The Ride of Lance Armstrong's Life
Credit: Getty Images
Back in Austin I ask Lance how important it is to him to win this sixth Tour. Can he possibly have the same hunger he had back in 1999, when he won his first? "It's just as important as all the other ones," he says. "I have no real personal pressure to try to win because it's never been done before, or for any reason like that. It's just important because, on a basic level, it's all that matters."

Is he worried about whether he can keep up this insane juggling act that his life has become? "I think I can do it all," he says. "It's hard. But if I lose the Tour because I'm trying to manage my life – spending time in Europe and spending time here and seeing my kids…" He trails off. "If I lose because of that, then you know what? It was worth it." He pauses and lets that sink in, as much for his own benefit as for mine. "But I think I can do it. It's a big challenge – and I always like challenges."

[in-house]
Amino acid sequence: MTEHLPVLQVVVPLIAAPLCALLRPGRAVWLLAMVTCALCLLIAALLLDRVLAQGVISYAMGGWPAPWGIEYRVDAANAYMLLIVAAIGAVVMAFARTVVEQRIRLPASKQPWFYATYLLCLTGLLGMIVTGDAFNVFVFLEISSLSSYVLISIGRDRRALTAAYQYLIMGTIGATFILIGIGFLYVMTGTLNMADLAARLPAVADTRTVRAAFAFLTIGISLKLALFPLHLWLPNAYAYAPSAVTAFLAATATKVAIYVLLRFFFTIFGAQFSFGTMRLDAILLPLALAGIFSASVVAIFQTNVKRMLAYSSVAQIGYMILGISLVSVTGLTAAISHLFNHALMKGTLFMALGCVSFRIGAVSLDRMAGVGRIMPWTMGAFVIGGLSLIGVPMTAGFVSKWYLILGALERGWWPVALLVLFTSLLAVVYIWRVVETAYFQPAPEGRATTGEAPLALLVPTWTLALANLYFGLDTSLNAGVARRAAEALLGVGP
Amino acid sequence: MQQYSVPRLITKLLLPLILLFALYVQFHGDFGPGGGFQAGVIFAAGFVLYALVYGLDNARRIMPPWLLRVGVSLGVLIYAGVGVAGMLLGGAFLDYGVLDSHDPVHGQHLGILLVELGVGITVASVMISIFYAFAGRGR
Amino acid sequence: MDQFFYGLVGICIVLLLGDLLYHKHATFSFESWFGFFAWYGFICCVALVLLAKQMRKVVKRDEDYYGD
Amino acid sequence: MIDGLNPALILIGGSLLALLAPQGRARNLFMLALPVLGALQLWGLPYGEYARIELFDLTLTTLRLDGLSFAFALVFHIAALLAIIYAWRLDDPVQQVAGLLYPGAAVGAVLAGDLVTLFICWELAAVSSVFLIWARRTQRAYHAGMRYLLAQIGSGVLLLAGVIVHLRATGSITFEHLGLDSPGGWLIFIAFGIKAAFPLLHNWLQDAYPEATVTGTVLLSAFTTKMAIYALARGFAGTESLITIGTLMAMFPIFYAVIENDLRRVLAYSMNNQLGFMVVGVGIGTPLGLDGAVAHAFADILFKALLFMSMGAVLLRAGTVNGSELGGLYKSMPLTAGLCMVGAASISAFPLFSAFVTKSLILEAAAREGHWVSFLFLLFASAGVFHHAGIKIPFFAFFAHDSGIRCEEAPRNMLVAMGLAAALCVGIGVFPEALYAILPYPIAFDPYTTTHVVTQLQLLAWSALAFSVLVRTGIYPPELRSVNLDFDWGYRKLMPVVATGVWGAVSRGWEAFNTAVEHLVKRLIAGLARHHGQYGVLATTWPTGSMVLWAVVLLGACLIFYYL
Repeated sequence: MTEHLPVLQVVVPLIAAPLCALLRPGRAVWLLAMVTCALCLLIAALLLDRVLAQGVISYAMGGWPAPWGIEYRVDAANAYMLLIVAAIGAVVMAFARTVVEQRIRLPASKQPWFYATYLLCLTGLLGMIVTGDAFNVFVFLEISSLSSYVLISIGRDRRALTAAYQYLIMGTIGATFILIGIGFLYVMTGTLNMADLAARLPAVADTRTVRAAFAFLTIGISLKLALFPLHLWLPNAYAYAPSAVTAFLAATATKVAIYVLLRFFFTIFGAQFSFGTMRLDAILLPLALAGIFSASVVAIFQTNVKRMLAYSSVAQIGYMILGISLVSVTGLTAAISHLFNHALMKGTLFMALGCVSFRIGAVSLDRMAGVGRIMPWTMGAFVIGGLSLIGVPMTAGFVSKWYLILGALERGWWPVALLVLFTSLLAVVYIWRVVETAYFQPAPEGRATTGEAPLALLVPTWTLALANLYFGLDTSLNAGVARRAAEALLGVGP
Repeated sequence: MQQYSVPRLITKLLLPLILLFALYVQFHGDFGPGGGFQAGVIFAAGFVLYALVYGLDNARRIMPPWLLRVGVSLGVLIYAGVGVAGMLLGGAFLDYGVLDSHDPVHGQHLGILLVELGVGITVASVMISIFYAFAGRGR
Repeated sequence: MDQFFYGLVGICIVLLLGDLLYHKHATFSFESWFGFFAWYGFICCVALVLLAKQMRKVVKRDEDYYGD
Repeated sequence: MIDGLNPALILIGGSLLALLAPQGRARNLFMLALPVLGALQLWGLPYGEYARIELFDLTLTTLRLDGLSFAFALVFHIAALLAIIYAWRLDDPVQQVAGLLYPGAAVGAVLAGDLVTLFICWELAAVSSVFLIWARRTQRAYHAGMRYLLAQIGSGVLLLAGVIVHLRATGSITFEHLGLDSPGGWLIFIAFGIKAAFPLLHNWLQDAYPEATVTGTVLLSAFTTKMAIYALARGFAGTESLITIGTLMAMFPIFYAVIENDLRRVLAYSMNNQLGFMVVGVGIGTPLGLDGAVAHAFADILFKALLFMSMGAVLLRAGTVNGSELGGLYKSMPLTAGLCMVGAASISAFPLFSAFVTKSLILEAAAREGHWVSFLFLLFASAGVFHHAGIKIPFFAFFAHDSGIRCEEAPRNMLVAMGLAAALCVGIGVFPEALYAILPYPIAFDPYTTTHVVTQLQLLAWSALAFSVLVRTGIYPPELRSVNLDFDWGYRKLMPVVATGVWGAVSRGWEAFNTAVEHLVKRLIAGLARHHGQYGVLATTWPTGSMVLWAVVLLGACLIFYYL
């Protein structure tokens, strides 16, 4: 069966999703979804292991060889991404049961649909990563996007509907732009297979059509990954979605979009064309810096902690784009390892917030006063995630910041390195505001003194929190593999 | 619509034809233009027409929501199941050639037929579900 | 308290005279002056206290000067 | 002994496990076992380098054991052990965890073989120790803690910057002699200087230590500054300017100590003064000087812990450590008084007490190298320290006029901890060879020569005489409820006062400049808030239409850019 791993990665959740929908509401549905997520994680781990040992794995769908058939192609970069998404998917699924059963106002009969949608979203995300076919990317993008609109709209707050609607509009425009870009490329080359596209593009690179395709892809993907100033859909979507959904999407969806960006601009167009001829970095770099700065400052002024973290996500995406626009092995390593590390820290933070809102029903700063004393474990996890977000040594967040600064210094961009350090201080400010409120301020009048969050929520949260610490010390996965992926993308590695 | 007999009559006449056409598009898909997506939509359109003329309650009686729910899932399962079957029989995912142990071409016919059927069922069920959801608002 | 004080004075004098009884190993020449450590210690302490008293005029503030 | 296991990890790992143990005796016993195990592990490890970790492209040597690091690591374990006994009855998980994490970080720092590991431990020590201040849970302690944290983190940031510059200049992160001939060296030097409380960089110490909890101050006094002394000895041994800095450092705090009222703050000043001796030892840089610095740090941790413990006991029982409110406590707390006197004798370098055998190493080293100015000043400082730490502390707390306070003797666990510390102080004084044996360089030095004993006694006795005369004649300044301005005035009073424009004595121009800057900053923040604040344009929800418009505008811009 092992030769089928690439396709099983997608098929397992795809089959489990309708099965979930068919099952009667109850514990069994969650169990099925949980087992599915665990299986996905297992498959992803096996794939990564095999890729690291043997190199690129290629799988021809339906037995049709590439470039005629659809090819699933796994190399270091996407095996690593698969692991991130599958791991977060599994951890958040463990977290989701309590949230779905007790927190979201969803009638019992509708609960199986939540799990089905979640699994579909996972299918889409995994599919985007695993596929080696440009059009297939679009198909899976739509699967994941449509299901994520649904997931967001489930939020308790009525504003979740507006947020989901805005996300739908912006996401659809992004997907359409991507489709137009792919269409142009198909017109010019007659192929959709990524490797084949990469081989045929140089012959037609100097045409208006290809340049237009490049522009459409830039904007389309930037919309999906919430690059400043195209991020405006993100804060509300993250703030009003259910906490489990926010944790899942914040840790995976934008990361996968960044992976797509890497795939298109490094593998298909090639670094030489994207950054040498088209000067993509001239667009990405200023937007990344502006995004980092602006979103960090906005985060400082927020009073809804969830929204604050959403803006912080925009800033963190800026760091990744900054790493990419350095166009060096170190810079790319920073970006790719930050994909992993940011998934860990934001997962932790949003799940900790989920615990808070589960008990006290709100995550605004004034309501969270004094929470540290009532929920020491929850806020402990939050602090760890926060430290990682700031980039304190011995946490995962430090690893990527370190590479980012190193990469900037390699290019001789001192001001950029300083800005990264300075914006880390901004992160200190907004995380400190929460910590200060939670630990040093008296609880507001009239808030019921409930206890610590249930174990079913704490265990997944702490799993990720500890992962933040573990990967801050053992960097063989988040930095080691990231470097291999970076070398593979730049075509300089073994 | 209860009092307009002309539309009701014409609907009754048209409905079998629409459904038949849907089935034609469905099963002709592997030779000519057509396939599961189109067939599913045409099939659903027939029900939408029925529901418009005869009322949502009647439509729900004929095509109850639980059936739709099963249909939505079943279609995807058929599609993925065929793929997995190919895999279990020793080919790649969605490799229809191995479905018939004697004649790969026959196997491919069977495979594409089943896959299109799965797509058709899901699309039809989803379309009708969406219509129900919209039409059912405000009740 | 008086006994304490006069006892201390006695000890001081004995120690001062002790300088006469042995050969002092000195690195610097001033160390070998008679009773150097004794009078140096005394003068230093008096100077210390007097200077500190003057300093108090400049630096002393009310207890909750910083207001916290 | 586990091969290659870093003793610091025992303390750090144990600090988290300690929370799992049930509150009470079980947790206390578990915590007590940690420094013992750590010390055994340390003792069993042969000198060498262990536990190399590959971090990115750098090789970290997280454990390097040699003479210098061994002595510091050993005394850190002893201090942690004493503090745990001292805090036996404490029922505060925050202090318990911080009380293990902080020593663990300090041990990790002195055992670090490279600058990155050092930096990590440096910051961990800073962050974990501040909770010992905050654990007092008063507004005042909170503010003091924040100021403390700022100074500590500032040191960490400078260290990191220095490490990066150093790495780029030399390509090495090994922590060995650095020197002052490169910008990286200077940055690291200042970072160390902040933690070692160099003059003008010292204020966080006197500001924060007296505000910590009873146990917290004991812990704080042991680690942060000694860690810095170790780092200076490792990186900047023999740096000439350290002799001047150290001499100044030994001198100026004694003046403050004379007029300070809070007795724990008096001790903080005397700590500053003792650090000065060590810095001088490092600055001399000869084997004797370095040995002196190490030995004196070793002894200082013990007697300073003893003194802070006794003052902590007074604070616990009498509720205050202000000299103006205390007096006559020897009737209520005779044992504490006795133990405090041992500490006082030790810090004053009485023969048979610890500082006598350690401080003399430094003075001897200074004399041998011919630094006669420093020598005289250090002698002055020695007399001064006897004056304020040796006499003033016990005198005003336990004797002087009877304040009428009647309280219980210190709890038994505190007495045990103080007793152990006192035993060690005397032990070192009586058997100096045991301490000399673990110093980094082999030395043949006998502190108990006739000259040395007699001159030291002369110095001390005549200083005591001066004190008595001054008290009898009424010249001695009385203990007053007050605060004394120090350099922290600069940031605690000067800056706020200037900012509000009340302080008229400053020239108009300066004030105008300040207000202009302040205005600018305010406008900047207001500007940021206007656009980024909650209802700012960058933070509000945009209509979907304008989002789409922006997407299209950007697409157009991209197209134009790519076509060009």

As I get up to leave, Lance turns to sign the books and posters his publicist dropped off. Then he follows me outside, where he starts playing with the kids, pulling the twins in a wagon while his son drives a toy electric truck down the driveway. Lance is home for 36 hours, and there's no time to waste.

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